Sunday shows: What's next for policy makers after the State of the Union

Reaction to President Barack ObamaBarack Hussein ObamaTrump adds to legal team after attacks on Mueller Stock market is in an election year: Will your vote impact your money? Trump will perpetuate bailouts by signing bank reform bill MORE's first State of the Union address is sure to dominate this weekend's Sunday talk shows, as lawmakers prepare to act on many of the policy prescriptions the president outlined Wednesday night.

Democrats have heralded Obama's speech this week as the perfect energizer ahead of what is sure to be a series of hard-fought battles over healthcare reform and job creation. But Republicans have largely lambasted the address as too partisan, especially at a time when political divisions have created serious policy impasses in the House and Senate.

Chiefly furthering the White House's line will be Press Secretary Robert Gibbs, who will join John King on Sunday for CNN's "State of the Union." Gibbs is sure to face questions about the president's priorities following his State of the Union address, as many have interpreted Obama's speech on Wednesday as a signal that healthcare reform is now second in line to job creation.

Later in the show, Senate Republican Leader Mitch McConnellAddison (Mitch) Mitchell McConnellSenate tees up Yemen vote for Tuesday Senate confirms Trump's border chief House leaves out ObamaCare fix from must-pass funding bill MORE will offer his thoughts about the president's re-tooled agenda. McConnell has long been a critic of the president's approach to both healthcare reform and economic recovery, and he is likely to repeat many of his objections this weekend.

A similar debate will play out on NBC's "Meet the Press." Separately, White House Senior Adviser David Axelrod and House GOP Leader John BoehnerJohn Andrew Boehner4 reasons Mike Pompeo will succeed at Foggy Bottom The misunderstood reason Congress can’t get its job done GOP sees McCarthy moving up — if GOP loses the House MORE (R-Ohio) will sit down with host David Gregory to reflect on the president's first year in office and offer predictions for what might happen in 2010.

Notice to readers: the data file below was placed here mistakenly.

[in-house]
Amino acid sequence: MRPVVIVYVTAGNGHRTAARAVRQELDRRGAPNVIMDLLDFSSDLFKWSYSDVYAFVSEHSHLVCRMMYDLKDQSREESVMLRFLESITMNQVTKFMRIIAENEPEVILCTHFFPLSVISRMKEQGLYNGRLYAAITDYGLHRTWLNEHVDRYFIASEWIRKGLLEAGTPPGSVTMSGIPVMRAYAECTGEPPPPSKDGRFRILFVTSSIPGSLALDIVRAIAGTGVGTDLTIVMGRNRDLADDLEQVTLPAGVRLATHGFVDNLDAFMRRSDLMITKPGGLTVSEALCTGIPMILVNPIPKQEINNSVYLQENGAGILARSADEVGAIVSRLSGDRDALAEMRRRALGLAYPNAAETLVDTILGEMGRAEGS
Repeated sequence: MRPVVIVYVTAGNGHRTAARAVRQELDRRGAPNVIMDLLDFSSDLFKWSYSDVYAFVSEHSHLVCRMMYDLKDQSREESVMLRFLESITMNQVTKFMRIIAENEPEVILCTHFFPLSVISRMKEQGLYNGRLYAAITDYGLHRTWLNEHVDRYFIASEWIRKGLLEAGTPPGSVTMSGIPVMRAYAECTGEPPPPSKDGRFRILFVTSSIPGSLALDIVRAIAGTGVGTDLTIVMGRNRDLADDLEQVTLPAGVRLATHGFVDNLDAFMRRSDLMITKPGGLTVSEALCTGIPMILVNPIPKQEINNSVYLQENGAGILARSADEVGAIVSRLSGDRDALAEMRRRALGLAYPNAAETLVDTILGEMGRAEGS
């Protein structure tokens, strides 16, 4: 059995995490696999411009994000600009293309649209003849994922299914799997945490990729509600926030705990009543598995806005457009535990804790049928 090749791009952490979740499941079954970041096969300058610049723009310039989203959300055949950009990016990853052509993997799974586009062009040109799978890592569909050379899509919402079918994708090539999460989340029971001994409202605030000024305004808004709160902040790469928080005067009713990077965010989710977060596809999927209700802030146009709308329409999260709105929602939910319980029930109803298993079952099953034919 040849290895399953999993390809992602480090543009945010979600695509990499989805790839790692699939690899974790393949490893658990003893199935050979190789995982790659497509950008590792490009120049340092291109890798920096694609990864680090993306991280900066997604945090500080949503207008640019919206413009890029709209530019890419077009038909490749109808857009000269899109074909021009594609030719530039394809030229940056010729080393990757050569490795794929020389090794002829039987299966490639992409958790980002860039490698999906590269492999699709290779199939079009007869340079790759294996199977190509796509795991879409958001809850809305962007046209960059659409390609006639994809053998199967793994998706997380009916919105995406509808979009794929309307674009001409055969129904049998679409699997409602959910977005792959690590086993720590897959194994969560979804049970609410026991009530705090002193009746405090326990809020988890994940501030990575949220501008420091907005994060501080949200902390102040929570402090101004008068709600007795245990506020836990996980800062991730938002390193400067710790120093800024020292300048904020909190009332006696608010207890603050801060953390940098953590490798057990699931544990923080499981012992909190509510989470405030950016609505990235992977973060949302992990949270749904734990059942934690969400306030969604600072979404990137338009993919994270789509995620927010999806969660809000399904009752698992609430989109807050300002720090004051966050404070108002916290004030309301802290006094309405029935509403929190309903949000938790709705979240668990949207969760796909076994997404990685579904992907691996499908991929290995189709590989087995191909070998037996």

BoehnerJohn Andrew Boehner4 reasons Mike Pompeo will succeed at Foggy Bottom The misunderstood reason Congress can’t get its job done GOP sees McCarthy moving up — if GOP loses the House MORE's appearance is particularly noteworthy, as it follows the conclusion of the House Republican Conference's annual policy gathering this weekend.

The president joined the GOP caucus in Baltimore on Friday for a televised policy discussion, during which he took questions from Republican lawmakers. The debate periodically grew tense, reflecting heightened partisan divisions in Washington, though Boehner expressed hope after the event concluded that both sides could cooperate more in the coming months.

Also taking center stage on Sunday: Sen.-elect Scott Brown (R-Mass.), who will join Barbara Walters on ABC's "This Week."

Brown, as Senate Republicans' 41st vote, has jeopardized Democrats' plans to pass a healthcare reform bill in its current state. However, it remains unclear how much he will support his own party on other important bills pending action in the Senate.

Meanwhile, "Fox News Sunday" will feature a panel of lawmakers from both parties: Sen. Lamar AlexanderAndrew (Lamar) Lamar AlexanderHouse leaves out ObamaCare fix from must-pass funding bill Overnight Health Care: Trump vows tougher borders to fight opioids | Senate considers vote to add ObamaCare fix to spending bill | Anti-abortion clinics take First Amendment case to high court Senate considers vote to add ObamaCare fix to spending bill MORE (R-Tenn), Sen. Evan Bayh (D-Ind), Rep. Paul RyanPaul Davis RyanSpending deal talks down to toughest issues, lawmakers say Schiff: I thought more Republicans would speak out against Trump Dem leaders pull back from hard-line immigration demand MORE (R-Wis.) and Rep. Chris Van Hollen (D-Md.). The debate there is likely to center around the budget, one of the key areas of Obama's State of the Union speech.

The president announced Wednesday he would propose a cap on all non-defense discretionary spending over the next three years, and he promised to create a bipartisan debt-reduction panel in the coming weeks. Both ideas have produced mixed reactions among lawmakers -- especially those scheduled to appear on Fox this Sunday -- as many in both parties disagree on whether the measures are excessive or insufficient.

The budget debate might also dominate CBS's "Face the Nation." There, Govs. Haley Barbour (R-Miss.), Ed Rendell (D-Pa.) and Jennifer Granholm (D-Mich.) will likely discuss the effects of the economic downturn on their respective states' finances -- and, additionally, how healthcare reform could factor into that equation. Sen. John ThuneJohn Randolph ThuneSenate Commerce presses Facebook, Cambridge Analytic for answers on data Overnight Tech: Facebook faces crisis over Cambridge Analytica data | Lawmakers demand answers | What to watch for next | Day one of AT&T's merger trial | Self-driving Uber car kills pedestrian White House, Democrats reject competing DACA offers MORE (S.D.), one of the Republican Party's rising stars, will also join the panel.